The Sunday Salon: Orwell Gets “Orwelled”

Found this link via Paisley and Plaid about Amazon deleting books downloaded on Kindles. Downloaded e-books bought on Kindles apparently can be remotely removed by a company without permission from the owner of the Kindle. According to the article on Slate, the Orwellian practice was used to protect intellectual property rights, and ironically one of the books deleted was Orwell’s 1984. The article talks about how dangerous such deletions are — essentially it’s corporate book banning.

Apparently,  if you buy a Kindle, you are not buying a device to download books, you’re buying a service that allows you to download books onto the device. And apparently those books can be taken away at the corporation’s discretion. Perhaps the next totalitarian state will not be a country or nation, but will come out of the corporate world. 

Clearly, if you’re buying this service, someone is monitoring your purchases. And while such a service could be an innocuous way to gather marketing information, even that is intrusive, because marketing more and more influences our tastes. And that influence is corrosive, especially to literature and art — if marketers can’t see the potential for a book to sell, whether it has literary merit or not, then the book never gets out to the public. In effect, censorship.

I hope I don’t sound like a paranoid conspiracy theorist, but it is frightening when we can’t purchase something like a book without someone looking over our shoulder to see if it’s the “right” book for us to be reading.

The Sunday Salon: Chronological Narrative and Great Page Presentation

Richard Gilbert once again has an interesting post at his blog Narrative. This one is on the New Yorker‘s practice of editing articles so they read chronologically.

The post led me to writer Dan Baum‘s site, which is nicely put together. Very clean and accessible. It seems perfect for a freelance writer.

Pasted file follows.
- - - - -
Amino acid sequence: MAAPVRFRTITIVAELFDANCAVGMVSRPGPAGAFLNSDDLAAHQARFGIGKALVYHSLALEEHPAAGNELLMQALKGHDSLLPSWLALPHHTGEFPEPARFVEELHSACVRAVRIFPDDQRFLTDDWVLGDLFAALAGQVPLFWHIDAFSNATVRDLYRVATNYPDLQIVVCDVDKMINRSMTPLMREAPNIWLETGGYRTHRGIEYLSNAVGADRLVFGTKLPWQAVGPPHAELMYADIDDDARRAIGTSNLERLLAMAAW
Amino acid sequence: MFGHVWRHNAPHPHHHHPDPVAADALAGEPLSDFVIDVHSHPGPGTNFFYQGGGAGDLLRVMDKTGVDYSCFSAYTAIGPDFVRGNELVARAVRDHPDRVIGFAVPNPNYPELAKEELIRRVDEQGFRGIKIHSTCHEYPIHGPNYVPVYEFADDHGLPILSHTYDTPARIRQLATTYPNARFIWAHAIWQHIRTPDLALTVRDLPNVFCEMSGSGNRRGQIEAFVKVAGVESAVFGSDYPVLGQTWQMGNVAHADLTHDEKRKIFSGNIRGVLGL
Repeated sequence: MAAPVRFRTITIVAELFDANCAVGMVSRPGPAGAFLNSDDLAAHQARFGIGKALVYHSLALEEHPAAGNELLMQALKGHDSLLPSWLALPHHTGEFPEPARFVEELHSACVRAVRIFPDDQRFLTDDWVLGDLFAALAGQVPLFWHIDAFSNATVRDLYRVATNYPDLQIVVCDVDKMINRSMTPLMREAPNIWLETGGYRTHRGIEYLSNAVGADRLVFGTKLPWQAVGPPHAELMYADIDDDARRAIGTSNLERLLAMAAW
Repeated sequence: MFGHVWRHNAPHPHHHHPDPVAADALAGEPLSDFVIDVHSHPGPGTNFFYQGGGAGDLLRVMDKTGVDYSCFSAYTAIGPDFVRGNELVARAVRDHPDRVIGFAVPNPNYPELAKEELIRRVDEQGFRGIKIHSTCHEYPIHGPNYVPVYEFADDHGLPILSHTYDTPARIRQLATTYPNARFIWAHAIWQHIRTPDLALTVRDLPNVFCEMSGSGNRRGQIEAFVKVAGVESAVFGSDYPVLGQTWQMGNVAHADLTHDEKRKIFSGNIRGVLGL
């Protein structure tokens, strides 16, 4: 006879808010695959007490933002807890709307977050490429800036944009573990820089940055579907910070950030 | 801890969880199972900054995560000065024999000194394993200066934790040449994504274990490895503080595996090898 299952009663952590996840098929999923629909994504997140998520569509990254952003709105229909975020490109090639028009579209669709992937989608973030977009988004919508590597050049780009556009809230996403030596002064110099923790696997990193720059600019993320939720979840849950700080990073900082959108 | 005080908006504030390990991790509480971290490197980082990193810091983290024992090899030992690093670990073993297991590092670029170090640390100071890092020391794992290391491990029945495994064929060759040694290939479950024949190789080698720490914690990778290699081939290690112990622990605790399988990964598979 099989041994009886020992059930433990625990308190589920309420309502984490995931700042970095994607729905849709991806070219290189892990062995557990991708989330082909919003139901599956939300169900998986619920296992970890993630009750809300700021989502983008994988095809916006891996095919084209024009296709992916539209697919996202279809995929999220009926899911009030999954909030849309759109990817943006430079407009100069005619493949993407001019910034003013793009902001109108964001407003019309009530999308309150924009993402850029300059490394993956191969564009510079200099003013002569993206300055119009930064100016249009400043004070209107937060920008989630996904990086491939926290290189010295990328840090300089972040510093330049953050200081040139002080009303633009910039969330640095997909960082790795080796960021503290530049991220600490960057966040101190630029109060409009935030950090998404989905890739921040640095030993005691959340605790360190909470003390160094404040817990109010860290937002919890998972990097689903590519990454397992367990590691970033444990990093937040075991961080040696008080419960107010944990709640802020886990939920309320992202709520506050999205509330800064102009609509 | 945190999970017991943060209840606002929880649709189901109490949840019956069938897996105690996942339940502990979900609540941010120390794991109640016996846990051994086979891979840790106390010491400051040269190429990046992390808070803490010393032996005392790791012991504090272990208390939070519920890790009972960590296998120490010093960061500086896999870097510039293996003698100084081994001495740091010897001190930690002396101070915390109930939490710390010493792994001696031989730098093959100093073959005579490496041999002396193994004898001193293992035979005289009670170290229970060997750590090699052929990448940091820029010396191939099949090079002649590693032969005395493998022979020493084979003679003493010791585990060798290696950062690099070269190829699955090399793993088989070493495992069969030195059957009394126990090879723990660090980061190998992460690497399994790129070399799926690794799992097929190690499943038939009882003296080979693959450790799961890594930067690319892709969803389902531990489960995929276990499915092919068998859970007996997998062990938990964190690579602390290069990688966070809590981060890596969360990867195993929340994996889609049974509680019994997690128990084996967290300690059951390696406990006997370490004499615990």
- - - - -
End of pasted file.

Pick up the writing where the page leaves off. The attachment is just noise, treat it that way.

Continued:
Reading Fiction and the Craving for Creative Nonfiction in My Reading Life

When I started my 100 novels reading project three years ago, I imagined it would take less time than it has so far. Not that I’m giving up on it. To close to the end to do that.

Anyhow, the project seems to take up a inordinate amount of  my reading time, and I’ve also been mindful of the desire to read nonfiction, as I read through thousands of words in novels.

It’s not that I haven’t read nonfiction in the past few years, but most of it has been books on writing or some form of self-help. I haven’t indulged in a favorite form — creative nonfiction, literary journalism — in some time, at least a year, and I think it’s time to take a break from novels for a while and sink my teeth into some meaty nonfiction.

I think it’s interesting to follow my mind and its reading cravings. It seems to tell me exactly what I need to read, or guides me toward a specific genre or form. Does your reading mind do this? Do you find yourself reading something and realizing this book is exactly what you wanted or needed to read?

I’m going through that, actually, at the moment on my novel list, reading Harry Crews‘s novel Scar Lover. I’ve been craving Crews’s gnarled fictive universe, something that’s part Hemingway, part Faulkner with the Sex Pistols thrown in for good measure.

Booking Through Thursday: The Best So Far

Here’s this week’s Booking Through Thursday:

What’s the best book you’ve read recently?

OK, I’m making up my own rules, because I’m throwing in two books for the price of one. In the past few weeks two of the best books I’ve read are The English Major by Jim Harrison and the nonfiction book Revision by David Michael Kaplan. Harrison’s just as delicious as always, and Kaplan’s book on revision is the best I’ve ever read on the subject.

For more read my reviews here and here.

100 Novels: When It Comes to Getting Sideways, the Movie Makes the Book Palatable

Sideways
By Rex Pickett
St. Martin’s Griffin, 2004

Adapting a novel to the screen has to be a daunting task. If you take Spike Jonze’s brilliant, quirky and genuinely bizarre movie Adaptation as a guide, adapting any book to the screen — in this case Susan Orlean’s nonfiction book The Orchid Thief — is a harrowing, freaky ride.

Screenwriters must condense hundreds of pages into a visual experience that doesn’t exceed the limits of the human bladder. In doing so they risk alienating fans of the book, potentially ruining both book and movie for readers and audiences alike. Screenwriters either follow the book too closely, or they diverge so far from it, they create a new, and sometimes, unrecognizable creature.